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Hind Al Soulia - Riyadh - WHEN Sheikh Hamad Bin Khalifa Al-Thani became ruler of Qatar in 1995 in a bloodless coup, his first steps were to consolidate his power — at the expense of the oldest tribe in the country, the Al-Ghufran tribe, whose human rights were repeatedly violated under his leadership.
After deposing his father Sheikh Khalifa Bin Hamad Al-Thani and sending him into exile, Sheikh Hamad enlisted the help of his right-hand man Hamad Bin Jassim Bin Hamad Al-Thani to prepare the right environment for his new reign.
Hamad Bin Jassim directed the arrest of 36 people close to the deposed emir and went after more than 100 people involved in a counter-coup attempt against the new emir.
The majority of those targeted were affiliated with the police and army. However, many of those who had opposed Sheikh Hamad taking power from his father were from the Al-Ghufran tribe or Al-Thani family members who were affiliated with the tribe.
Members of the Al-Ghufran tribe were fired from their jobs and their children were banned from receiving education and medical care. Within 10 years, more than 6,000 Qatari nationals of the Al-Ghufran tribe had their citizenship revoked. They were expelled from their homeland as part of the largest displacement operation in the Gulf region.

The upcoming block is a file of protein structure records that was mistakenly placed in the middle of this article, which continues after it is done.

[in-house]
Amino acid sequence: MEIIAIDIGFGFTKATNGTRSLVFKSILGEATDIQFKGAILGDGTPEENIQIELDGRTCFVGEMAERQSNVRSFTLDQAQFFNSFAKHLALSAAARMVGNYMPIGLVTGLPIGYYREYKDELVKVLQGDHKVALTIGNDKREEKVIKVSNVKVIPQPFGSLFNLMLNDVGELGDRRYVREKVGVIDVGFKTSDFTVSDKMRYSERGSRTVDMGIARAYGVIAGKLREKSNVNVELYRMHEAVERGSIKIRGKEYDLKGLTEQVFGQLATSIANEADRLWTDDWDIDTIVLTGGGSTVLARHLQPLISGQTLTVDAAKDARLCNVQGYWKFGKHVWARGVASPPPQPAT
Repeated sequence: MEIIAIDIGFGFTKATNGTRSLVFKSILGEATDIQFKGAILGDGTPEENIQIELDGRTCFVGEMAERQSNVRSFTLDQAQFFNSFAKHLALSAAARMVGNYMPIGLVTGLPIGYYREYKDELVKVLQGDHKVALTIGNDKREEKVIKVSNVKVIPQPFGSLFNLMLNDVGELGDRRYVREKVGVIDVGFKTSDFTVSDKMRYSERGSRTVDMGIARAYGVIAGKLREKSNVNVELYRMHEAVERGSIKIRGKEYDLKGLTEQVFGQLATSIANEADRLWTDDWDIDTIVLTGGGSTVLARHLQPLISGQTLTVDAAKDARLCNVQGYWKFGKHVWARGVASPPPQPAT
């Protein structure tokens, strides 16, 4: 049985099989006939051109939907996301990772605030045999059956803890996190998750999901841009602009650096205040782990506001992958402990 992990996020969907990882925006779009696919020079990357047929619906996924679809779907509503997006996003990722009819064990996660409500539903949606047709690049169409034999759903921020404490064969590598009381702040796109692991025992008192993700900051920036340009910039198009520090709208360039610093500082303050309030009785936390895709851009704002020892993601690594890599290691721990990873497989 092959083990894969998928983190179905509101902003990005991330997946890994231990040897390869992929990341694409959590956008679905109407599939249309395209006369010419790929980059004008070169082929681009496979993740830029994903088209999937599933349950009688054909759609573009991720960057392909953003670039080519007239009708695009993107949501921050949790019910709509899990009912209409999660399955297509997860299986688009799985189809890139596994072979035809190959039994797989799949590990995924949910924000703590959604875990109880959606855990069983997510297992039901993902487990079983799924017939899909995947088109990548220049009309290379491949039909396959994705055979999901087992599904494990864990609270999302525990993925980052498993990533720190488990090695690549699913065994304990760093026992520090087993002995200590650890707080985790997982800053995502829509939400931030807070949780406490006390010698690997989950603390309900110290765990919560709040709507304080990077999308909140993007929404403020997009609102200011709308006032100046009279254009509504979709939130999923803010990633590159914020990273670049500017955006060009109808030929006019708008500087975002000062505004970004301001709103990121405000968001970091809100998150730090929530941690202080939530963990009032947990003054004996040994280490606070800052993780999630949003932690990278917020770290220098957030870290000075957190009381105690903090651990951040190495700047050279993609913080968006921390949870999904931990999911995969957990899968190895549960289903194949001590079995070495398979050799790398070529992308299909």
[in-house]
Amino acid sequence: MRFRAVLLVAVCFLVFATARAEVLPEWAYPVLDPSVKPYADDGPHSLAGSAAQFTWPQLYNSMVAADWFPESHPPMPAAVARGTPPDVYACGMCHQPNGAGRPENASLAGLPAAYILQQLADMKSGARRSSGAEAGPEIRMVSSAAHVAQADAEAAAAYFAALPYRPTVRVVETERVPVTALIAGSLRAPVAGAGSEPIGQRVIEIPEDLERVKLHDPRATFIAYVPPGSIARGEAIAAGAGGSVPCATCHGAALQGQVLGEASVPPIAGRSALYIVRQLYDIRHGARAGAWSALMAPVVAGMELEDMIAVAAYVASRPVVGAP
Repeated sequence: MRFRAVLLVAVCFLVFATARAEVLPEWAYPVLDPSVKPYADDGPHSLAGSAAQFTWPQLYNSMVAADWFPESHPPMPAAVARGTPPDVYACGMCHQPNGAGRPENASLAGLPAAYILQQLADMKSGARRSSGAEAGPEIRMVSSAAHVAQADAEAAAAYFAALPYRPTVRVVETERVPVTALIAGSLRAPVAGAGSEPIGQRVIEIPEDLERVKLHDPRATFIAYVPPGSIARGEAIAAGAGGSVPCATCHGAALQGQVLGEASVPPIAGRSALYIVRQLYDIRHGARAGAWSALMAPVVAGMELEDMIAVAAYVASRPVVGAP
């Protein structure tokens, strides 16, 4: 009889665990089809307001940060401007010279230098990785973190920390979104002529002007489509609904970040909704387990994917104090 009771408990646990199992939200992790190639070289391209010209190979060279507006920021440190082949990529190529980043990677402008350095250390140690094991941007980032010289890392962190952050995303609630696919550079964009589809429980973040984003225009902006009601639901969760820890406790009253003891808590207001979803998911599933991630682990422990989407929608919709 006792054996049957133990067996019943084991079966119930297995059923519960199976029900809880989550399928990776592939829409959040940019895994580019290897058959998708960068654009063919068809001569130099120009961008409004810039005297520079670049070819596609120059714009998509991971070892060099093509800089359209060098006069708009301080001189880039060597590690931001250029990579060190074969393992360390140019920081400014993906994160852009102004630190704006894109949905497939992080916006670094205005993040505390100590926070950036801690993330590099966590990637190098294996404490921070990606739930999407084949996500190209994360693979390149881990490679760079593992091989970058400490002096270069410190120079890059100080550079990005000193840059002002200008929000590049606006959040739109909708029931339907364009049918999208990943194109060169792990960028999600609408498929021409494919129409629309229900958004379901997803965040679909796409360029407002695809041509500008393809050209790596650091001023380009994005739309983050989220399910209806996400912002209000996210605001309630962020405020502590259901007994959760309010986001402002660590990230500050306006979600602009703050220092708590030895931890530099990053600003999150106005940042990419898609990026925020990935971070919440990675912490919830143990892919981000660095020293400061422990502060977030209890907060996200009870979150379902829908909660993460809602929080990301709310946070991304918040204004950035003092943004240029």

In order to legitimize the retaliation against the entire Al-Ghufran tribe, the Qatari government said the reason for revoking their citizenships was that they held dual-citizenship. However, many other Qatari dual-citizens who were not part of the Al-Ghufran tribe, were able to keep their status, according to a human rights report released by the US State Department in 2005.
In response to this persecution, members of the tribe began mobilizing internationally in order to pressure the Qatari government. The United Nations High Commissioner for Human Rights was their first destination. Their goal was to achieve justice and protection from the racial discrimination they were facing from Sheikh Hamad’s regime .
However, Al-Ghufran tribe members continue to face challenges in Qatar. On top of being deprived of citizenship, they tend to live in areas that lack electricity and water, according to Sheikh Saud Bin Jassim Al-Thani, a member of the royal family.
“The government disconnected all services in the area,” said Al-Thani.
Al-Thani warned that “what happened to the Al-Ghufran tribe may happen tomorrow to any Qatari citizen.”
The campaign against members of the Al-Ghufran tribe is detailed in a new Al Arabiya documentary, set to air soon. — Al Arabiya English
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